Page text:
On March 1st, the financial nightmare known as “sequestration” was signed into effect by President Obama. Despite negotiations on the “fiscal cliff” being resolved in the first few hours of 2013, the real task was postponed to March. Even with an extra two months to hash out an agreement, Congress unsurprisingly failed again to compromise. The result: $85 billion worth of budget cuts across government agencies, and a devastating impact on U.S. foreign aid.
The State Department and the U.S. Agency for International Development (USAID) are facing $2.6 billion in funding reductions, with the budget for foreign assistance being slashed by $1.7 billion. According to Devex, some of the hardest-hit areas include international peacekeeping, embassy security and construction, contributions to international organizations, migration and assistance, and international narcotics control and law enforcement. Although the funding cuts from these areas make up only about 5 percent of sequestration, the effects will be noticeable across the board.
In particular, USAID is taking action to soften the blow. The organization is expected to instate a hiring freeze, meaning development job seekers will likely be turned away, and new contracts with other organizations will only be signed if they are necessary. The agency will also have to cut back on current programs, and people who depend on these services will either have to search for aid elsewhere, or go without. USAID has not yet released information on cuts to its flagship programs—Feed the Future, the Global Health Initiative, and USAID Forward—but it is likely that they will take a hit as well.
Several development civil society organizations had already taken action prior to the threat of sequestration. In January of this year, Oxfam launched an ad campaign series to demonstrate the success of U.S. foreign aid when leveraged with local capacity building led by community leaders in the developing world. The ads bear bold buzzwords that are considered everyday jargon to the D.C.-insider and apply them to developing country contexts. They are a smart and effective way of linking two different worlds to demonstrate the reality and significance of U.S. assistance abroad.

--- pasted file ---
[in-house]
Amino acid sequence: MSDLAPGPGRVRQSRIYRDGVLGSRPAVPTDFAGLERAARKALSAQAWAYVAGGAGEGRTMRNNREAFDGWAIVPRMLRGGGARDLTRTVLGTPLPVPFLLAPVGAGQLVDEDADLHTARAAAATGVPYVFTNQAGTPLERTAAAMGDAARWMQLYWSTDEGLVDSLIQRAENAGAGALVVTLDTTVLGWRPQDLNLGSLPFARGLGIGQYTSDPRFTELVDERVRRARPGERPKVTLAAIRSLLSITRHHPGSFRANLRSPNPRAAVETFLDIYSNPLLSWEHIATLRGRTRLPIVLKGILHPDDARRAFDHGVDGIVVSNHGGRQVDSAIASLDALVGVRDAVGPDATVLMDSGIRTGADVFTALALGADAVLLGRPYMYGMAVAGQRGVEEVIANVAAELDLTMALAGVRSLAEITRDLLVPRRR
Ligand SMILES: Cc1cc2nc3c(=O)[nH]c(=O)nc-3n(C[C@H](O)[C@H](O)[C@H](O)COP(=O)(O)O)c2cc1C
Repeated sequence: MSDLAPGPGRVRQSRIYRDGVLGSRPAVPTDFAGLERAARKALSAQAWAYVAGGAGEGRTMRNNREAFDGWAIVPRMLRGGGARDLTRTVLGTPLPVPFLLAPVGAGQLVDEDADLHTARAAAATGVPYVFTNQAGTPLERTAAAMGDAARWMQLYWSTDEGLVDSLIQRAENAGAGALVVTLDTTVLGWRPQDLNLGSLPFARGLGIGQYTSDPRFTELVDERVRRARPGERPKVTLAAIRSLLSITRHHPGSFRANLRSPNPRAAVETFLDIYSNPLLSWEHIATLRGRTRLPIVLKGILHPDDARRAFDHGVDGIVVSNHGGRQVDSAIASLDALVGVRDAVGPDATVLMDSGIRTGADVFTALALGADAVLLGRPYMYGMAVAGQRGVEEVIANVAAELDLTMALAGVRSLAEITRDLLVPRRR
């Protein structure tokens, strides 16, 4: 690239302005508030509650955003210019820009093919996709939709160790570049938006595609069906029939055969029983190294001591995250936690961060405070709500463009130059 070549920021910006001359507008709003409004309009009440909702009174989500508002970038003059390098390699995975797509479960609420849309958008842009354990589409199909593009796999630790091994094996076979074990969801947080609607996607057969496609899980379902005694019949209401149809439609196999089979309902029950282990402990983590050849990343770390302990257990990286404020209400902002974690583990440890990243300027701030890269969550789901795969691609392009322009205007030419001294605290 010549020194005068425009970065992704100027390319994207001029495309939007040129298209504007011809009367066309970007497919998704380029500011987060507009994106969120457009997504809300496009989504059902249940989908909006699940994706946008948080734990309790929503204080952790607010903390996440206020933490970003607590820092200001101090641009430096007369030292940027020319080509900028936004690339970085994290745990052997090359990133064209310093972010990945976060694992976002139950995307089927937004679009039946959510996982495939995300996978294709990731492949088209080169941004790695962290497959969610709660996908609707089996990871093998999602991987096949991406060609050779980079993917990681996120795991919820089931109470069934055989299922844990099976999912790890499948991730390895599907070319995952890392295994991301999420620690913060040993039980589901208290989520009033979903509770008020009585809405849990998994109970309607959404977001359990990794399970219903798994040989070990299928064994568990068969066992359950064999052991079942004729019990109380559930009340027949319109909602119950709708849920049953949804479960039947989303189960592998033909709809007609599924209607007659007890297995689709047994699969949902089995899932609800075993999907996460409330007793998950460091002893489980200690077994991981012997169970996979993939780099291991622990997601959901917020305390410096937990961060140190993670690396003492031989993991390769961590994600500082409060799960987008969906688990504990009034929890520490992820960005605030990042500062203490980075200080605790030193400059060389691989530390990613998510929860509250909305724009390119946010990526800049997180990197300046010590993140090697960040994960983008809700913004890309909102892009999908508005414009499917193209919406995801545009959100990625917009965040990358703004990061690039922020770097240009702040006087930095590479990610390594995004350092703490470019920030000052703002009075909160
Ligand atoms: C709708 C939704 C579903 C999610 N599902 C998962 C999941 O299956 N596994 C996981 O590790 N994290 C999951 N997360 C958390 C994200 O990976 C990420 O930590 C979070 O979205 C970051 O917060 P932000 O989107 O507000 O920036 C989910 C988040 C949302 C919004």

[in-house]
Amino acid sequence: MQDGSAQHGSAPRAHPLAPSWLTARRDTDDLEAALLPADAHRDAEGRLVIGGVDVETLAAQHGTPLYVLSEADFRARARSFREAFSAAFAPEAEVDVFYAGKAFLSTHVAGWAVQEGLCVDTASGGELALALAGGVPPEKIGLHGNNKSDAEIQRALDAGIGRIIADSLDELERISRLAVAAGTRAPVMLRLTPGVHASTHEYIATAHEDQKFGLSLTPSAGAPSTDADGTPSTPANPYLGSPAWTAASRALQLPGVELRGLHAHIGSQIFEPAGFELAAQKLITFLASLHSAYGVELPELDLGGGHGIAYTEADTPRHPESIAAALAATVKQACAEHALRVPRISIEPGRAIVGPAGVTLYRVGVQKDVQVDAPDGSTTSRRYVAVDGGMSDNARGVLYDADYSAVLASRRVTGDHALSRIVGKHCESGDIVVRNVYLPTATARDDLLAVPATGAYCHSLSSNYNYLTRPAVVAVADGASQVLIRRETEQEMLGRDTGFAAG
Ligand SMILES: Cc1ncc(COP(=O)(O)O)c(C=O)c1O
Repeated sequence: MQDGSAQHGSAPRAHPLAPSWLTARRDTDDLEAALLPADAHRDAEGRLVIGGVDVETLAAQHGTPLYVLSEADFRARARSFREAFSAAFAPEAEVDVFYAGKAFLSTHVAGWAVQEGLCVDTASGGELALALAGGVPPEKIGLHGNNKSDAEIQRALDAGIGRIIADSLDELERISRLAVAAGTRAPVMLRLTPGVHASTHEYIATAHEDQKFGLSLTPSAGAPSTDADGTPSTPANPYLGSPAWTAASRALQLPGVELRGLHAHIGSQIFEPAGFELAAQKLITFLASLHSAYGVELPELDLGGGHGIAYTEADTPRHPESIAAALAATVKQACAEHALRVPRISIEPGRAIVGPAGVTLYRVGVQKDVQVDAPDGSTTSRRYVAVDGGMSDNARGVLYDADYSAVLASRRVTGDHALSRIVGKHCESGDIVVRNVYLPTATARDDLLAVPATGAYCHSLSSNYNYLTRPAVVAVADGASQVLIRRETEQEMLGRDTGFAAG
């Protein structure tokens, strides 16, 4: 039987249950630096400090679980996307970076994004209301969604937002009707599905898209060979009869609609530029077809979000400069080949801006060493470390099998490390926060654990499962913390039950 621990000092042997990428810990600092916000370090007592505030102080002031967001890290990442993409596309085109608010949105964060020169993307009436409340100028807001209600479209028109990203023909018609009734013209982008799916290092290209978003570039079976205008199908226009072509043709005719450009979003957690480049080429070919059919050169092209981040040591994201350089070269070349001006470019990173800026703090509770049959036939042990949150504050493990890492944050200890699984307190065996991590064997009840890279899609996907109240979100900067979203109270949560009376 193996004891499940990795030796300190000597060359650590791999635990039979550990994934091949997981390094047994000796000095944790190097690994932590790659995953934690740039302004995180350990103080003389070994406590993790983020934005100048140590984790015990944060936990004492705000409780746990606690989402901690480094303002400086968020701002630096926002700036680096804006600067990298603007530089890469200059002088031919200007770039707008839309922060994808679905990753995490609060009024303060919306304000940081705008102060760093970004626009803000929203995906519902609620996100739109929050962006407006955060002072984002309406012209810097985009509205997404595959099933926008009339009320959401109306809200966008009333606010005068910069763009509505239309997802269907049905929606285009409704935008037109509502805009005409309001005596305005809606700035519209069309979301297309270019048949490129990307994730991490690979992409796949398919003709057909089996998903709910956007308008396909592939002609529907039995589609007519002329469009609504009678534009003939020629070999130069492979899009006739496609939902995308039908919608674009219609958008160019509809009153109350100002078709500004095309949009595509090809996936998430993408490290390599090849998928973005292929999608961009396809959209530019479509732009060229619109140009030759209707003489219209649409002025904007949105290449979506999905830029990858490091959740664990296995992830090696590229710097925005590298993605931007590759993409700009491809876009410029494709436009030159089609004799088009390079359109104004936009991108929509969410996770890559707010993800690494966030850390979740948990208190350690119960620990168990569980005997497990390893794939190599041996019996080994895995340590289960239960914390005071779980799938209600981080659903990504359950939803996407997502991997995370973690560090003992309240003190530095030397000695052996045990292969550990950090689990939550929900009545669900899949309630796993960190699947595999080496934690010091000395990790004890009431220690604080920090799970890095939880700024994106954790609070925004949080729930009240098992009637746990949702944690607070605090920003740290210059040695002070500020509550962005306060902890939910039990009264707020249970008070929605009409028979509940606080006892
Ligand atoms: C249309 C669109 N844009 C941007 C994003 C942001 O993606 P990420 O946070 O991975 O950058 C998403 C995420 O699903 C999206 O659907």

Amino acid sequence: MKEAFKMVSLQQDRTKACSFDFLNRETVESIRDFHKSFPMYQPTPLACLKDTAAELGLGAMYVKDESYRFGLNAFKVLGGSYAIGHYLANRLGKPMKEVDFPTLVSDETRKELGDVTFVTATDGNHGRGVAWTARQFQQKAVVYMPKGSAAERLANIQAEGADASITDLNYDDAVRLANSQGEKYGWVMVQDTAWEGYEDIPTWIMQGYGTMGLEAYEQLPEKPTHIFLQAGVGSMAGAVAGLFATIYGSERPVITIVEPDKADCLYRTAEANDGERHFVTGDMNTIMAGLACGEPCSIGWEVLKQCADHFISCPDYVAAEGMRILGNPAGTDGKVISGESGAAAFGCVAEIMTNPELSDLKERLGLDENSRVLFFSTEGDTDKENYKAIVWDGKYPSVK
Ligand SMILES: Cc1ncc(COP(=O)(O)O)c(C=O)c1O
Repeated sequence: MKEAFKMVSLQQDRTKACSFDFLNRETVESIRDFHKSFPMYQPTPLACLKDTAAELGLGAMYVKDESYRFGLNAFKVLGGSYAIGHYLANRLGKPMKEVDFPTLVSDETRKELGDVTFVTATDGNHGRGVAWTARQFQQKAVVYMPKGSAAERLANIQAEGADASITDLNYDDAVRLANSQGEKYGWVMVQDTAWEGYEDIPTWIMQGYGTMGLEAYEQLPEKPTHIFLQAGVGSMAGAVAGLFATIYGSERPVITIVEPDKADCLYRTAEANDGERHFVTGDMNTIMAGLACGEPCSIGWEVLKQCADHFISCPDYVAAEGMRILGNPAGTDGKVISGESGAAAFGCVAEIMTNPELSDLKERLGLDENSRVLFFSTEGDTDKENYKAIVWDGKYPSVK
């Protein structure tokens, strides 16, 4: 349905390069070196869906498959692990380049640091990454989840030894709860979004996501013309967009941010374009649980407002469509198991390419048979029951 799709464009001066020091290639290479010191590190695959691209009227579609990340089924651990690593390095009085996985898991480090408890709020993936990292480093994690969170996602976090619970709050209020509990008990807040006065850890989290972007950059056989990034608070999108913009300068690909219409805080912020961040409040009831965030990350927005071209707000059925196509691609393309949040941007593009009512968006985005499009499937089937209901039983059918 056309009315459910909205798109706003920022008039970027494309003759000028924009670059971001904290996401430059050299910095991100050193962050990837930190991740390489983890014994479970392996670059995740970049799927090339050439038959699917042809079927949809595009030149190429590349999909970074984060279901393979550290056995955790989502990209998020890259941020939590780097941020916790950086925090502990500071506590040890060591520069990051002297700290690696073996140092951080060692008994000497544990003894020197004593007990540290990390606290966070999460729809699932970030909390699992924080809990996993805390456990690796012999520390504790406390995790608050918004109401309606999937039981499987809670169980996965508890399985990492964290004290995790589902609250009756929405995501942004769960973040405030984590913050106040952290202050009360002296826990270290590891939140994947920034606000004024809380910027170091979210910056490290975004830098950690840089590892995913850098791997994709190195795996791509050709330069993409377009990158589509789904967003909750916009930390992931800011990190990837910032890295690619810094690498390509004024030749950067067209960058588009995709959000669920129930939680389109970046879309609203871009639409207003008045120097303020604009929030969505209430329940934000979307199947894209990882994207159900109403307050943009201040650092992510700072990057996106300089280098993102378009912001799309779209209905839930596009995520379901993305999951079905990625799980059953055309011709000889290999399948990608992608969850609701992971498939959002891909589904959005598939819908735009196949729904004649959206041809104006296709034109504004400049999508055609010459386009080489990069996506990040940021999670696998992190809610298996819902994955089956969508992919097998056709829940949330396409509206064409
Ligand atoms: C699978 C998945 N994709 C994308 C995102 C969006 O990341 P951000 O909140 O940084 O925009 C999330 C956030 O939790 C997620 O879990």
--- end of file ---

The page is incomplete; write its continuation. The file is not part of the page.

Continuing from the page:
Oxfam is no stranger to the importance of U.S. support in the lives of people around the world: “Many people’s futures depend on less than 1% of the US budget that supports poverty-reducing foreign aid. These programs give the world’s poorest people the tools they need to help lift themselves out of hunger and poverty, help build a stable, inclusive global economy with new sources of prosperity and advance democracy and human rights. Strategic and effective aid investments also help make a safer world today and avert costlier interventions and humanitarian emergencies tomorrow.”
Unfortunately, with sequestration activated and further cuts possible in unpredictable economic times, there is a chance for the private sector to become a key player in the international arena. With the ever-increasing presence of multinational corporations (MNCs) and evolving standards of corporate ethics and social responsibility, business must step up to the plate and fill in the gaps that governments have left behind. The private sector can sustainably provide financial assistance and resources to keep development progress moving forward.
In spite of these austere times, the U.S. Government should remember its duty not only to the American people, but to all those who benefit from American assistance abroad. It is our international responsibility, our common humanitarian and moral obligation to do so.
8 March 2013
This post is one of a series that I contributed to The MIDCM Column, a blog written by students in the Minor in International Development and Conflict Management at the University of Maryland.